May 2020

My back hurts, and I’m tired, and there definitely was an anxiety spike, but I managed to get up, have a quick bowl of cereal, get to the post office, figure out how to finish packing the old laptop I sold, figure out where out back of the post office they wanted parcels dropped off, and got in the minor grocery errand I’d wanted to do and hoped I’d have the resources to add to this trip out of the house. Exhausting and stressful, but no panic attack, no sense of suffocation (so the Braddock masks, although I need to replace the elastic ear loops with head-ties secured with cord locks, are comfortable enough to not be an extra stressor), and now I can just be at home to have my one coffee for the day and see if Crew Dragon launched.

Animals Live: An Open Letter To The Oregon Zoo

My new Posted Today page tells me that it was on May 30, 2018, that I sharply criticized the Oregon Zoo for only publicly caring about animals dying when they are marquee animals. Its first line: “Animals die.”

Animals also live, which is why my current point of contention with the zoo is its seeming focus only on certain animals in the public communications during its coronavirus shutdown.

Most zoo visitors likely have a favorite animal or exhibit. I get there are only so many hours in the day, especially with staff reductions and other challenges, but I honestly do not see a valid argument against simply having someone make the rounds to give us updates.

There are six exhibit areas (PDF) at the zoo. At one per day, the zoo could give an update from every exhibit in less than one week. Just walk the route. It doesn’t have to be an entire Facebook Live event; you have a YouTube channel.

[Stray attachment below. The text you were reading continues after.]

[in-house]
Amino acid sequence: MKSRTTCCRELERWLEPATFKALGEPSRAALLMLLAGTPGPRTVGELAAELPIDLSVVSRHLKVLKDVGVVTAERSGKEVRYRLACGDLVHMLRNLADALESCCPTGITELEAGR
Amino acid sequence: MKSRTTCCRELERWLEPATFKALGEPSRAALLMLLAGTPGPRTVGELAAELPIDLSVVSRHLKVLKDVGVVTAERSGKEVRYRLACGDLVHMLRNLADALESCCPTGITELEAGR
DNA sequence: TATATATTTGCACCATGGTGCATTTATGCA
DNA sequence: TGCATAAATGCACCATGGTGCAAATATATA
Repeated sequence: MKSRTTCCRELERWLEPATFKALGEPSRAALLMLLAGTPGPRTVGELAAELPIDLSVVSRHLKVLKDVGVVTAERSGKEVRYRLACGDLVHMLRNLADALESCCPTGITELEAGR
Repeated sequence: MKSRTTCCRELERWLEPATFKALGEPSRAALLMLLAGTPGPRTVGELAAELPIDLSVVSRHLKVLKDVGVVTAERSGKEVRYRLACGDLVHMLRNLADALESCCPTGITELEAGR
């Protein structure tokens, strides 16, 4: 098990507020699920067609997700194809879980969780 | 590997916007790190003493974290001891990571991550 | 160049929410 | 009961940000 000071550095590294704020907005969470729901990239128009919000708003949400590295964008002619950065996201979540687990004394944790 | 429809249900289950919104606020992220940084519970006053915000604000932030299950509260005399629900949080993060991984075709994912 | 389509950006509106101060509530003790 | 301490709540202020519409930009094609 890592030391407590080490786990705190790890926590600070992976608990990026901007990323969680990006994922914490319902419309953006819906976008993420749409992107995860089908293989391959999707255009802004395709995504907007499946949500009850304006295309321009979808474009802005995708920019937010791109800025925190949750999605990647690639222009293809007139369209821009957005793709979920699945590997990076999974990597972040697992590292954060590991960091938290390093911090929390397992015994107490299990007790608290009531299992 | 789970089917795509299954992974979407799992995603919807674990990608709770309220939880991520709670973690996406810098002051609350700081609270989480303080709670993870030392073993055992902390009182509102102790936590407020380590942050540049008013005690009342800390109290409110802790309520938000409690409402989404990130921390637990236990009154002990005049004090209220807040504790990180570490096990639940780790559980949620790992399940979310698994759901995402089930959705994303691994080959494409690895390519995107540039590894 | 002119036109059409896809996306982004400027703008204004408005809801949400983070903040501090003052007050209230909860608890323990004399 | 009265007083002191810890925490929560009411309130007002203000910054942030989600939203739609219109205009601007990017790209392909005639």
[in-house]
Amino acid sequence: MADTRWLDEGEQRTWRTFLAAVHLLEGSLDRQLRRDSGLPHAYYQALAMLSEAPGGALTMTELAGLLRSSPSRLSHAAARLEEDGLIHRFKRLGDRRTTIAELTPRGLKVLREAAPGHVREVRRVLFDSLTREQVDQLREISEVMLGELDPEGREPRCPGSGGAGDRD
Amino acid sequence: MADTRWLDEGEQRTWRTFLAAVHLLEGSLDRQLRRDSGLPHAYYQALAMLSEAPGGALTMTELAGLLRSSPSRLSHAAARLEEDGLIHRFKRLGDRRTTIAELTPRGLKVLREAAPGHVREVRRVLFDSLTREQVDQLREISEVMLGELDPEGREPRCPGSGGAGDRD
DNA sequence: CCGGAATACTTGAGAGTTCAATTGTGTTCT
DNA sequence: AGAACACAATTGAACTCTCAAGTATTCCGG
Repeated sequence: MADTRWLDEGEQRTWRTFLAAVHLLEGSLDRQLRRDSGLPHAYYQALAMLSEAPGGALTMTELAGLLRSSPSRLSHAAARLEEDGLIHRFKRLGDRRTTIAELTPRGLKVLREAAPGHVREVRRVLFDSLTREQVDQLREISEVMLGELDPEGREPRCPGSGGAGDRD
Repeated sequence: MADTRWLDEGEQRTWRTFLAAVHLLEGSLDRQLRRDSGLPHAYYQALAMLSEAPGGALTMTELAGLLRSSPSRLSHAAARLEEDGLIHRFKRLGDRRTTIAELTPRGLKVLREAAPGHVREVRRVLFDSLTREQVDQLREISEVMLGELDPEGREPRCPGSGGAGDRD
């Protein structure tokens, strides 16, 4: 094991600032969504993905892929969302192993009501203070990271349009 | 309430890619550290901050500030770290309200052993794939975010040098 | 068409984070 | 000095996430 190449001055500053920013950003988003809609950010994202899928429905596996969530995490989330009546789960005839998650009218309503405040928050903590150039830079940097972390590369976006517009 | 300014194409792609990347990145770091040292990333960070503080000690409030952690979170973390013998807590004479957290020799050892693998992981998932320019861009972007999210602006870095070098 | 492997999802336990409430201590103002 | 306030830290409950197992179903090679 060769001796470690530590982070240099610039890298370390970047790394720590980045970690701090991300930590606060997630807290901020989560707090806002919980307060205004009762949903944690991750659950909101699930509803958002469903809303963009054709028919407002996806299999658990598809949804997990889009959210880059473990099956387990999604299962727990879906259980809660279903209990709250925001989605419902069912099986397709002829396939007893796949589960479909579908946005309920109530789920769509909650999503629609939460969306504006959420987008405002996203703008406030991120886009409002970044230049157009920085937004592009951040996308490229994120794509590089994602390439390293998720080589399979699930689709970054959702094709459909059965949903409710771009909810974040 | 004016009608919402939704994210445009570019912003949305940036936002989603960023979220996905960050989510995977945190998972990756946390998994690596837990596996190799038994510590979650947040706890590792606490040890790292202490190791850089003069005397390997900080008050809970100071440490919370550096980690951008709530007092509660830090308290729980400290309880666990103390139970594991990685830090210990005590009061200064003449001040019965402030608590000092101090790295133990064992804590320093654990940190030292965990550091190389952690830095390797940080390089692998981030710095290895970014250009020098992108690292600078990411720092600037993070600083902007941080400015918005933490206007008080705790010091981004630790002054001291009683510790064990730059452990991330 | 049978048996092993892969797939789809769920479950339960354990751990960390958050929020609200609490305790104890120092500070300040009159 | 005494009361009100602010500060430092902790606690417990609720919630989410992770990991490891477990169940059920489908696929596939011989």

Consider this a request from a dues-paying member who until March made a visit each and every week, on behalf of all the other supporters of the zoo, members and non-members alike, who have been waiting three months to hear about their favorites.

He’s right. Once again, Trump has led the US out of an international agreement that we used to dominate. Just two days ago, president of the Council on Foreign Relations Richard Haass said that Trump’s foreign policy doctrine should be called the “Withdrawal Doctrine.” Trump has pulled out of the Trans-Pacific Partnership (TPP) trade pact designed to pressure China to meet international rules; the Paris climate accord; the 2015 Iran nuclear deal; the Intermediate-Range Nuclear Forces Treaty with Russia, limiting nuclear weapons; UNESCO, the U.N.’s educational, scientific, and cultural agency; the Open Skies Treaty that allowed countries to fly over each other to monitor military movements. He pulled U.S. troops away from our former Kurdish allies in Syria, and has threatened to leave the North Atlantic Treaty Organization—NATO—that ties 30 North American and European countries into a military alliance.

From May 29, 2020 by Heather Cox Richardson

Well, shit:

As unrest spread across dozens of American cities on Friday, the Pentagon took the rare step of ordering the Army to put several active-duty U.S. military police units on the ready to deploy to Minneapolis, where the police killing of George Floyd sparked the widespread protests.